And it does not take much to set him off, the prickly old crab that he is, and if he is not actually banning people, he is usually attacking them for being so very Less Than Him.

So to see that his attack dog instincts have finally progressed in their pathology enough that he attacks statements that he himself made is downright hilarious. BYRNE BURNS HIMSELF makes a kickass headline.

I think we should encourage this as much as possible. All the fans currently surviving on his form should scour the archives for the most outrageous and offensive things he has said, and re-post them as their own thoughts, and watch him flame himself into tiny floating embers.

It would be priceless.

Finally, here’s a fun list to read if you are interested in biological exuberance : The 25 Gayest Animals.

I will not go into the thought processes that lead me to type “gayest animals” into Google, as tracking the way my mind works would require some sort of N-dimensional grid, so we will just call it “a whim” and leave it to that.

But for a lot of reasons, most of them obvious, I find the recent revelations of the prevalence of homosexual activity in the animal kingdom very interesting.

After all, being gay myself and somewhat of a scientist (at least, in theory…), I have wondered what is up with homosexuality. On the surface, it does not seem to make any evolutionary sense. What purpose can there be in sex that is so clearly nonreproductive?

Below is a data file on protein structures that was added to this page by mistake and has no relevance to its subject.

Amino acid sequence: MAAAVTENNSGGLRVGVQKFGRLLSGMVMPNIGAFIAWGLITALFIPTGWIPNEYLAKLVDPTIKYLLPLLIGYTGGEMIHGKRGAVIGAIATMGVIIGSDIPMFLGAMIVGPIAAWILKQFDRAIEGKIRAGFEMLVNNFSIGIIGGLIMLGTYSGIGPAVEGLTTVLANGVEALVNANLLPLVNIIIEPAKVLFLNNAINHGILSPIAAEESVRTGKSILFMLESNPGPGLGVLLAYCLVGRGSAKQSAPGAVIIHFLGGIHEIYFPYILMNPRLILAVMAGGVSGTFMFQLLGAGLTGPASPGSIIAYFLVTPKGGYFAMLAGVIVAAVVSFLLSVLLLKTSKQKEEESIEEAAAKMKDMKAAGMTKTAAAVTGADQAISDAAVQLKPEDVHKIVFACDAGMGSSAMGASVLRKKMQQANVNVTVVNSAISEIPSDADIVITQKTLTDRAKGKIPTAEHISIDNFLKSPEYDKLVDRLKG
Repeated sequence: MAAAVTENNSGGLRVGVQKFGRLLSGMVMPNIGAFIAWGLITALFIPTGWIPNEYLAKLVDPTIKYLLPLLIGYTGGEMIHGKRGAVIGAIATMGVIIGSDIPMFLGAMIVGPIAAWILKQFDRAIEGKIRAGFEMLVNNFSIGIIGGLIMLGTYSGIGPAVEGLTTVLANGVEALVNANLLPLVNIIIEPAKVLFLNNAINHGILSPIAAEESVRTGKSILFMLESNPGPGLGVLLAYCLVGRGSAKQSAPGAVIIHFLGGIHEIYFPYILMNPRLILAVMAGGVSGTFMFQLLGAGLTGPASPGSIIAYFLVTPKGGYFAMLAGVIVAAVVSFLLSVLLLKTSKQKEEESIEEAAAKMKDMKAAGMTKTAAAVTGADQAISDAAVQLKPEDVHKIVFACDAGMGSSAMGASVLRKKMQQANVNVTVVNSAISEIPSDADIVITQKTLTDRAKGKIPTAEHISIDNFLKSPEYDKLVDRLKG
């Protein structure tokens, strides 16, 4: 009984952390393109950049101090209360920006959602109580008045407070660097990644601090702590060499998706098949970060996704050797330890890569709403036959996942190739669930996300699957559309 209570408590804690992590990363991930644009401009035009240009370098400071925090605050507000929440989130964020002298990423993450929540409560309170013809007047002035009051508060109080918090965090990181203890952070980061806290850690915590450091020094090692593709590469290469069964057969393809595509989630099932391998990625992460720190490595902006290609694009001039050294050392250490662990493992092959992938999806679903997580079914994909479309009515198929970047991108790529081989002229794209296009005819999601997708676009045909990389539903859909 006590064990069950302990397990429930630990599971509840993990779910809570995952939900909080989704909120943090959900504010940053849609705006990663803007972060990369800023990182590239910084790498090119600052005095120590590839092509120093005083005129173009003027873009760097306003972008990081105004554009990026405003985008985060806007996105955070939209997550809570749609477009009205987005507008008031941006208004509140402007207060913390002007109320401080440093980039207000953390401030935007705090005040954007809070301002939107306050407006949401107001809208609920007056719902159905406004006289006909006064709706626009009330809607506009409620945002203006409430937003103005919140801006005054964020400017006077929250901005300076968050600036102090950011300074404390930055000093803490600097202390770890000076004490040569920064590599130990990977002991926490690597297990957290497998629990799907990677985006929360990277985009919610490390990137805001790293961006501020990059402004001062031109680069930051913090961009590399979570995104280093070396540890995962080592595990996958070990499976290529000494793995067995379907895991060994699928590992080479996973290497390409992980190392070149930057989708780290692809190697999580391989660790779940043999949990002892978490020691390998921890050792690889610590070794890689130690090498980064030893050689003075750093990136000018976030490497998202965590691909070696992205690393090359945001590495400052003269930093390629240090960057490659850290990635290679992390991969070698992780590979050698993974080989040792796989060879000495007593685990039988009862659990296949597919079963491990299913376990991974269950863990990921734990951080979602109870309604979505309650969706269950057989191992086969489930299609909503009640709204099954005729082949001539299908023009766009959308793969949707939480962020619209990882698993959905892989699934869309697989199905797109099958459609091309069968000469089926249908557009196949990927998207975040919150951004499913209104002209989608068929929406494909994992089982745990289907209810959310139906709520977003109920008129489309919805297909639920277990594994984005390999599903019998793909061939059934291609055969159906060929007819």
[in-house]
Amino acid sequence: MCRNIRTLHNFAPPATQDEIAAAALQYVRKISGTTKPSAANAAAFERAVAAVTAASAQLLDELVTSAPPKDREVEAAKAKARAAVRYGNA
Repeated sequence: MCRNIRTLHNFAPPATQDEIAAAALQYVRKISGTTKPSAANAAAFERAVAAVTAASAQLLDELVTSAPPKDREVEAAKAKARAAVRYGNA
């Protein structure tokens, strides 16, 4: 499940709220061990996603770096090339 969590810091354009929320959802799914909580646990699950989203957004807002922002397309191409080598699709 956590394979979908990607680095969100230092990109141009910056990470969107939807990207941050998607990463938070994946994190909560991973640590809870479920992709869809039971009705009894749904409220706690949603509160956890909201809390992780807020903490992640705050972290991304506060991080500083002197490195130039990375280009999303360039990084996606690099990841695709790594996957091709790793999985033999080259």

But my theory is that nature has decided (via natural selection) that it is better for animals to be so horny they will mate with anyone willing, or even an inanimate object if it is the next best thing.

After all, Mother Nature does not give out instructions, only impulses. Drives. Urges. And the urge is to take care of that maddening sensation in your genitals, so to speak.

Exactly how it is taken care of is not that important. As long as most of the animals take care of it in the reproductive way (and most always will), some slippage is irrelevant.

Nature would vastly prefer some “false positives” than have there be any risk of there not being enough sex to keep the species going come mating seasons.

So it does make sense that evolution has selected for horniness rather than eliminate all possibilities of homosexual attraction and activity.

And that does not even taken into account the benefits of non-competing members of a social species.

Well, that’s all for today. Later folks!

4 thoughts on “Another grab bag

  1. So if you spend your mental imagination time teaching yourself how to obsess over your perceived helplessness and problems and inability to deal with something, instead of finding solutions and dealing… you form your brain that is excellent at obsessing and not dealing with things.

  2. “The Power of Thought” idea reminds me of David Cronenberg’s Videodrome, in which Professor Brian O’Blivion argues that things experienced vicariously are nevertheless experienced and influence the brain (and therefore TV is “real”). So Cronenberg called it!

    • Oh yeah, you’re right!

      This also connects with my theories about why people think crime is a lot more common than it is because of all the crime they see on TV.